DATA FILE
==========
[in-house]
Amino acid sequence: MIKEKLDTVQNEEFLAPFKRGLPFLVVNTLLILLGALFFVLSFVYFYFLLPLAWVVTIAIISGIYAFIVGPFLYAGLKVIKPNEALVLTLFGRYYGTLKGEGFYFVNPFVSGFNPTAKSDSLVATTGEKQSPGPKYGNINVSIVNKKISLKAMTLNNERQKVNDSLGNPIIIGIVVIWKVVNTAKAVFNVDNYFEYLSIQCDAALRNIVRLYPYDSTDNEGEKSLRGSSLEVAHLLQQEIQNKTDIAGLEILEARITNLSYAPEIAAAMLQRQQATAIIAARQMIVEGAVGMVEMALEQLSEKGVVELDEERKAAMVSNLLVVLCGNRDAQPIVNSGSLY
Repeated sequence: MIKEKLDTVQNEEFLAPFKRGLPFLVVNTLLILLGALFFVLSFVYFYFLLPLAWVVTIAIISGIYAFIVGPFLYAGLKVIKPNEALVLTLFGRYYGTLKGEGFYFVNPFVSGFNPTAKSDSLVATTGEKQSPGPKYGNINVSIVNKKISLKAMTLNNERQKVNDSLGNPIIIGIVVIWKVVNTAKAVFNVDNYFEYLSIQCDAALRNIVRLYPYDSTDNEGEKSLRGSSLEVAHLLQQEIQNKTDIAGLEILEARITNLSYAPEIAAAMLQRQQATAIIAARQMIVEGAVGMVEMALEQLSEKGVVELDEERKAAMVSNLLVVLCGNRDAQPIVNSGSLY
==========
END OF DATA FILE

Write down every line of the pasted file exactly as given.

[in-house]
Amino acid sequence: MIKEKLDTVQNEEFLAPFKRGLPFLVVNTLLILLGALFFVLSFVYFYFLLPLAWVVTIAIISGIYAFIVGPFLYAGLKVIKPNEALVLTLFGRYYGTLKGEGFYFVNPFVSGFNPTAKSDSLVATTGEKQSPGPKYGNINVSIVNKKISLKAMTLNNERQKVNDSLGNPIIIGIVVIWKVVNTAKAVFNVDNYFEYLSIQCDAALRNIVRLYPYDSTDNEGEKSLRGSSLEVAHLLQQEIQNKTDIAGLEILEARITNLSYAPEIAAAMLQRQQATAIIAARQMIVEGAVGMVEMALEQLSEKGVVELDEERKAAMVSNLLVVLCGNRDAQPIVNSGSLY
Repeated sequence: MIKEKLDTVQNEEFLAPFKRGLPFLVVNTLLILLGALFFVLSFVYFYFLLPLAWVVTIAIISGIYAFIVGPFLYAGLKVIKPNEALVLTLFGRYYGTLKGEGFYFVNPFVSGFNPTAKSDSLVATTGEKQSPGPKYGNINVSIVNKKISLKAMTLNNERQKVNDSLGNPIIIGIVVIWKVVNTAKAVFNVDNYFEYLSIQCDAALRNIVRLYPYDSTDNEGEKSLRGSSLEVAHLLQQEIQNKTDIAGLEILEARITNLSYAPEIAAAMLQRQQATAIIAARQMIVEGAVGMVEMALEQLSEKGVVELDEERKAAMVSNLLVVLCGNRDAQPIVNSGSLY